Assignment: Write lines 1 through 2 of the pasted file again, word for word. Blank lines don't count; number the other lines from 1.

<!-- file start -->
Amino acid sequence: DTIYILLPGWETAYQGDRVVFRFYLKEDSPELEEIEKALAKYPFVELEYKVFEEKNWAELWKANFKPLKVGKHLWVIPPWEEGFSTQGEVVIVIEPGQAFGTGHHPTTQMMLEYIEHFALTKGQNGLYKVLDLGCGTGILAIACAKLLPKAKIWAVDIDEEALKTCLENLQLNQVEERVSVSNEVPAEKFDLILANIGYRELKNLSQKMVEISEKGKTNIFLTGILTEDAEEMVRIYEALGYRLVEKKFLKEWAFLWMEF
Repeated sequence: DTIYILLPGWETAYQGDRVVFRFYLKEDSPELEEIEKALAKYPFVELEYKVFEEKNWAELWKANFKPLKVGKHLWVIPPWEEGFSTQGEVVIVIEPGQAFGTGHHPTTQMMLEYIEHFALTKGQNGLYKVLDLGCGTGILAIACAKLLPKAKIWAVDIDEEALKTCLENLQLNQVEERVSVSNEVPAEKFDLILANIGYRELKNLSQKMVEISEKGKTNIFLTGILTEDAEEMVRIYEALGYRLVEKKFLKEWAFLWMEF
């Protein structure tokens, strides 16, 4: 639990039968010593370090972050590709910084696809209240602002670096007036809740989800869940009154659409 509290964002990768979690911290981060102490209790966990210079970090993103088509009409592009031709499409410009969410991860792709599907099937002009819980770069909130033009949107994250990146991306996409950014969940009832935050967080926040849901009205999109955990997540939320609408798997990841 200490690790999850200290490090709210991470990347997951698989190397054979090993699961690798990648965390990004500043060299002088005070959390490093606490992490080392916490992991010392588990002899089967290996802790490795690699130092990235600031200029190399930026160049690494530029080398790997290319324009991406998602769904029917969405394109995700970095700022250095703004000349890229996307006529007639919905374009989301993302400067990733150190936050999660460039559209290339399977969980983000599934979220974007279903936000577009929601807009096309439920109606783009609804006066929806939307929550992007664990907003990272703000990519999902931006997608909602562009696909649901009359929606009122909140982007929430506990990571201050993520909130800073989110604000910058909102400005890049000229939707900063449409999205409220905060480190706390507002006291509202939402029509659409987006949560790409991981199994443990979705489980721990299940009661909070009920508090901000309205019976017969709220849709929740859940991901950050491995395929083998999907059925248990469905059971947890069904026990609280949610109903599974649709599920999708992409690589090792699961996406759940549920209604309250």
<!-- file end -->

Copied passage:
Amino acid sequence: DTIYILLPGWETAYQGDRVVFRFYLKEDSPELEEIEKALAKYPFVELEYKVFEEKNWAELWKANFKPLKVGKHLWVIPPWEEGFSTQGEVVIVIEPGQAFGTGHHPTTQMMLEYIEHFALTKGQNGLYKVLDLGCGTGILAIACAKLLPKAKIWAVDIDEEALKTCLENLQLNQVEERVSVSNEVPAEKFDLILANIGYRELKNLSQKMVEISEKGKTNIFLTGILTEDAEEMVRIYEALGYRLVEKKFLKEWAFLWMEF
Repeated sequence: DTIYILLPGWETAYQGDRVVFRFYLKEDSPELEEIEKALAKYPFVELEYKVFEEKNWAELWKANFKPLKVGKHLWVIPPWEEGFSTQGEVVIVIEPGQAFGTGHHPTTQMMLEYIEHFALTKGQNGLYKVLDLGCGTGILAIACAKLLPKAKIWAVDIDEEALKTCLENLQLNQVEERVSVSNEVPAEKFDLILANIGYRELKNLSQKMVEISEKGKTNIFLTGILTEDAEEMVRIYEALGYRLVEKKFLKEWAFLWMEF